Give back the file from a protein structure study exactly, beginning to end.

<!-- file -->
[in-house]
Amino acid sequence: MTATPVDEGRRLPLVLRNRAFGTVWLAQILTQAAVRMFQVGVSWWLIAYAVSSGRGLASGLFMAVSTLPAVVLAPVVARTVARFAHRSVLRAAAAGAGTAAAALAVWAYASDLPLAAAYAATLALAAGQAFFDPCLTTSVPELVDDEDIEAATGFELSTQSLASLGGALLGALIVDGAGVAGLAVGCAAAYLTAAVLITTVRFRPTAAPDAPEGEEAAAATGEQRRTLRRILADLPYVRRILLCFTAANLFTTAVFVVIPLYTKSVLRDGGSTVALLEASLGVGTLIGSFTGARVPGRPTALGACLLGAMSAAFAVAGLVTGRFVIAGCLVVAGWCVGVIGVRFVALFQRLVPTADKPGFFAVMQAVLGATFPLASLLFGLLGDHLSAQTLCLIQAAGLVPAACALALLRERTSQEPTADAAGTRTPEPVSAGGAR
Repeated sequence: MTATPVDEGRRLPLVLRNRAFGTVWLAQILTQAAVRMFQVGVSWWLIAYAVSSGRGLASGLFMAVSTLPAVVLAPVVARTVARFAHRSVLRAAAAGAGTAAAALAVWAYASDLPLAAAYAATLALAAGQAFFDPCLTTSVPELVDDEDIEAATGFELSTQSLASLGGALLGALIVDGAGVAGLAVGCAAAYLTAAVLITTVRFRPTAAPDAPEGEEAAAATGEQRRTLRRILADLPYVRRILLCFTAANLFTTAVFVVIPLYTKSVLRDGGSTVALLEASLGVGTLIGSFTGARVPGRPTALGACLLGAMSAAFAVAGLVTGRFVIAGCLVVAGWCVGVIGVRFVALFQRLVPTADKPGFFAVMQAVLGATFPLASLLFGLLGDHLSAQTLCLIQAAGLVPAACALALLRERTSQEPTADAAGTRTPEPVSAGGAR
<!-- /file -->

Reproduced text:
[in-house]
Amino acid sequence: MTATPVDEGRRLPLVLRNRAFGTVWLAQILTQAAVRMFQVGVSWWLIAYAVSSGRGLASGLFMAVSTLPAVVLAPVVARTVARFAHRSVLRAAAAGAGTAAAALAVWAYASDLPLAAAYAATLALAAGQAFFDPCLTTSVPELVDDEDIEAATGFELSTQSLASLGGALLGALIVDGAGVAGLAVGCAAAYLTAAVLITTVRFRPTAAPDAPEGEEAAAATGEQRRTLRRILADLPYVRRILLCFTAANLFTTAVFVVIPLYTKSVLRDGGSTVALLEASLGVGTLIGSFTGARVPGRPTALGACLLGAMSAAFAVAGLVTGRFVIAGCLVVAGWCVGVIGVRFVALFQRLVPTADKPGFFAVMQAVLGATFPLASLLFGLLGDHLSAQTLCLIQAAGLVPAACALALLRERTSQEPTADAAGTRTPEPVSAGGAR
Repeated sequence: MTATPVDEGRRLPLVLRNRAFGTVWLAQILTQAAVRMFQVGVSWWLIAYAVSSGRGLASGLFMAVSTLPAVVLAPVVARTVARFAHRSVLRAAAAGAGTAAAALAVWAYASDLPLAAAYAATLALAAGQAFFDPCLTTSVPELVDDEDIEAATGFELSTQSLASLGGALLGALIVDGAGVAGLAVGCAAAYLTAAVLITTVRFRPTAAPDAPEGEEAAAATGEQRRTLRRILADLPYVRRILLCFTAANLFTTAVFVVIPLYTKSVLRDGGSTVALLEASLGVGTLIGSFTGARVPGRPTALGACLLGAMSAAFAVAGLVTGRFVIAGCLVVAGWCVGVIGVRFVALFQRLVPTADKPGFFAVMQAVLGATFPLASLLFGLLGDHLSAQTLCLIQAAGLVPAACALALLRERTSQEPTADAAGTRTPEPVSAGGAR